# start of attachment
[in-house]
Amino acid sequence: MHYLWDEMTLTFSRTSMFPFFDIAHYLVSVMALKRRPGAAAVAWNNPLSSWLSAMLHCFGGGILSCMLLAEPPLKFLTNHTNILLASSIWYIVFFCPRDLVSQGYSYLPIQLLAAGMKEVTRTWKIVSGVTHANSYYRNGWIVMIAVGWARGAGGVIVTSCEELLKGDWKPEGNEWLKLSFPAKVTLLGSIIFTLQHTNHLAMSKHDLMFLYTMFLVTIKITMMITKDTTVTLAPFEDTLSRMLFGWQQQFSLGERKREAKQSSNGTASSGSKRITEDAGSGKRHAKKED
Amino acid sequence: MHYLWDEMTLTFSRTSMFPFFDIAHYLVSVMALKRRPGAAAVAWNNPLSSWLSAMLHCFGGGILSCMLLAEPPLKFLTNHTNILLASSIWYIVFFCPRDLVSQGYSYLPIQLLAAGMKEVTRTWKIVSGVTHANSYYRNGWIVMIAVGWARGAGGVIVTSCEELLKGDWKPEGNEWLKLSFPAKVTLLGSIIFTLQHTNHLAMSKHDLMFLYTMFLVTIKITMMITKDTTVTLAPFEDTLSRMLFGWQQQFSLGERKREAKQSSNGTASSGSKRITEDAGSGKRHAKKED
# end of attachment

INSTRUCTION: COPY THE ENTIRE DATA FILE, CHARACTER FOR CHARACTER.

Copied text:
[in-house]
Amino acid sequence: MHYLWDEMTLTFSRTSMFPFFDIAHYLVSVMALKRRPGAAAVAWNNPLSSWLSAMLHCFGGGILSCMLLAEPPLKFLTNHTNILLASSIWYIVFFCPRDLVSQGYSYLPIQLLAAGMKEVTRTWKIVSGVTHANSYYRNGWIVMIAVGWARGAGGVIVTSCEELLKGDWKPEGNEWLKLSFPAKVTLLGSIIFTLQHTNHLAMSKHDLMFLYTMFLVTIKITMMITKDTTVTLAPFEDTLSRMLFGWQQQFSLGERKREAKQSSNGTASSGSKRITEDAGSGKRHAKKED
Amino acid sequence: MHYLWDEMTLTFSRTSMFPFFDIAHYLVSVMALKRRPGAAAVAWNNPLSSWLSAMLHCFGGGILSCMLLAEPPLKFLTNHTNILLASSIWYIVFFCPRDLVSQGYSYLPIQLLAAGMKEVTRTWKIVSGVTHANSYYRNGWIVMIAVGWARGAGGVIVTSCEELLKGDWKPEGNEWLKLSFPAKVTLLGSIIFTLQHTNHLAMSKHDLMFLYTMFLVTIKITMMITKDTTVTLAPFEDTLSRMLFGWQQQFSLGERKREAKQSSNGTASSGSKRITEDAGSGKRHAKKED